Chapter 11 - The First World War and After
In the light of after events there was a grim significance when, on May 26, 1913, the Department of Defence, then only a few months old, saw fit, through the Secretary for Lands, to claim from Milnerton Estates a tract of ground for military purposes. With the amount of £1 000, tendered by the Government, considered grossly inadequate, preparations were made for possible expropriation proceedings, the service of the famous advocates, Beauclerk Upington and Sir Henry Juta being retained to act for the Company. Meanwhile data was accumulated "as to the value of the property and the extent to which the same would probably be affected by the erection of a Battery of artillery on the estate. . .”.
Less than a year later, with the outbreak of the First World War, the true meaning became clear of the steps taken by the Government. Already on March 17, 1914, there was a letter from the Army "requesting permission to offload material for the Fortification work, at the railway siding near the bridge". Despite arbitration proceedings already in progress, a block of 60 plots and sections of road were taken over. Hostilities had been in progress for some months, when, on January 6, 1915, concession fares (single fare for the double journey) were granted to members of the Defence Force stationed at Milnerton.
Political influence available to the management of Milnerton received a fresh boost through the election as Chairman of Sir David Graaff, father of Sir De Villiers, and one of the most important personalities in public life at the Cape. Beside being a close neighbour, on his famous farm De Grendel, Sir David was Chairman of the Imperial Cold Storage & Supply Company Limited, and a member of the Union Cabinet, first as Minister of Public Works, then as Minister without Portfolio, and later as Minister of Finance and of Posts and Telegraphs.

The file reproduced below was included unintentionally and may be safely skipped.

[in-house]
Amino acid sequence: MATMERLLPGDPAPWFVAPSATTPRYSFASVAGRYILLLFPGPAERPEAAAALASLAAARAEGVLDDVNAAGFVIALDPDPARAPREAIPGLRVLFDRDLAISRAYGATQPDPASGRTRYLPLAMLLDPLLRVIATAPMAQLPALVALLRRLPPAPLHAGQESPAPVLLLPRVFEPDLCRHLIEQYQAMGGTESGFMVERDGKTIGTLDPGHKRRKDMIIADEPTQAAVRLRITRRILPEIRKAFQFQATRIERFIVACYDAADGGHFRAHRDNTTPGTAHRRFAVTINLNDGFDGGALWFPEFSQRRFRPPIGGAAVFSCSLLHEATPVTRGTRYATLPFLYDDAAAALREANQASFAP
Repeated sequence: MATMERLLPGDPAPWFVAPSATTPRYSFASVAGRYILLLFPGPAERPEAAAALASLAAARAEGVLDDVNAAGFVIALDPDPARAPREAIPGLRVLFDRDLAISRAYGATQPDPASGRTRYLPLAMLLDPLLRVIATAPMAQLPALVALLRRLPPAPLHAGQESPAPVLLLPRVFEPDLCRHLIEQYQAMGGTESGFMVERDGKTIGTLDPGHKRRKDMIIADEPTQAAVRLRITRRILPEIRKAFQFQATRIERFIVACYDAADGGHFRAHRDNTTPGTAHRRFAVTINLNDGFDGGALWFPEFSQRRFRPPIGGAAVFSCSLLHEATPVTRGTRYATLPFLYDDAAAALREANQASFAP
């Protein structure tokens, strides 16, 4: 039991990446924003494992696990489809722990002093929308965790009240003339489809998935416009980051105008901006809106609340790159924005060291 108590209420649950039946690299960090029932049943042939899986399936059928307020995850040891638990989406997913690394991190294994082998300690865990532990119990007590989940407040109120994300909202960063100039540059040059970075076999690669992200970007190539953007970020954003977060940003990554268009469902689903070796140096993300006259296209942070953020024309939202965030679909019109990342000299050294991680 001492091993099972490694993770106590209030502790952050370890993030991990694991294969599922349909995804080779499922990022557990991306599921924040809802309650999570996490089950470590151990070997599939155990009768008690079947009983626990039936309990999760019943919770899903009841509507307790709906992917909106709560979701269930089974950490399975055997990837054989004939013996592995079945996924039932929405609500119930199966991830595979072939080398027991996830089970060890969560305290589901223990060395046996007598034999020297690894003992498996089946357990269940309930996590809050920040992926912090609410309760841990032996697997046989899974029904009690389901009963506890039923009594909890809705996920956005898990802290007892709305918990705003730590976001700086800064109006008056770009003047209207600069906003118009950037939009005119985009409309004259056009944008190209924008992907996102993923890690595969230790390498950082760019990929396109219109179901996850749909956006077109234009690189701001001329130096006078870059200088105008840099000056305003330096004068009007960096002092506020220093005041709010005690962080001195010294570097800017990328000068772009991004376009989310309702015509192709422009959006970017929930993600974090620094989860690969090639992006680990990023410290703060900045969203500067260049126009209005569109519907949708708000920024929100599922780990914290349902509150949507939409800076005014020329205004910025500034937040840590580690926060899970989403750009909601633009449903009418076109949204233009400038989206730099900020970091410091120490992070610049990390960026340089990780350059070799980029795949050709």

More and more soldiers were now stationed around Milnerton, some for training purposes and some as garrison troops, besides many who made voluntary use of its amenities. Hence a fresh enquiry from the Army, as to whether members of the Regular Forces stationed at Milnerton "would be allowed to travel Second Class on our line with Third Class warrants, when on duty". Although the Company had no objection, the S.A.R., rather surprisingly, refused to agree and so the matter was left to be fought out between the two rival Departments of State.
One sign of the times was a Race Meeting held at the Milnerton Turf Club in October 1914 in aid of Red Cross Funds, setting a precedent repeated several times during the War.
Notwithstanding the upheaval a certain amount of development continued. In 1916 ownership of the Cambridge Hotel passed to F. W. Glover, while there were two new dairy proprietors, G. Cloete and G. Griffiths, also J. Pentz, blacksmith, and J. Succa, "crayfish factory".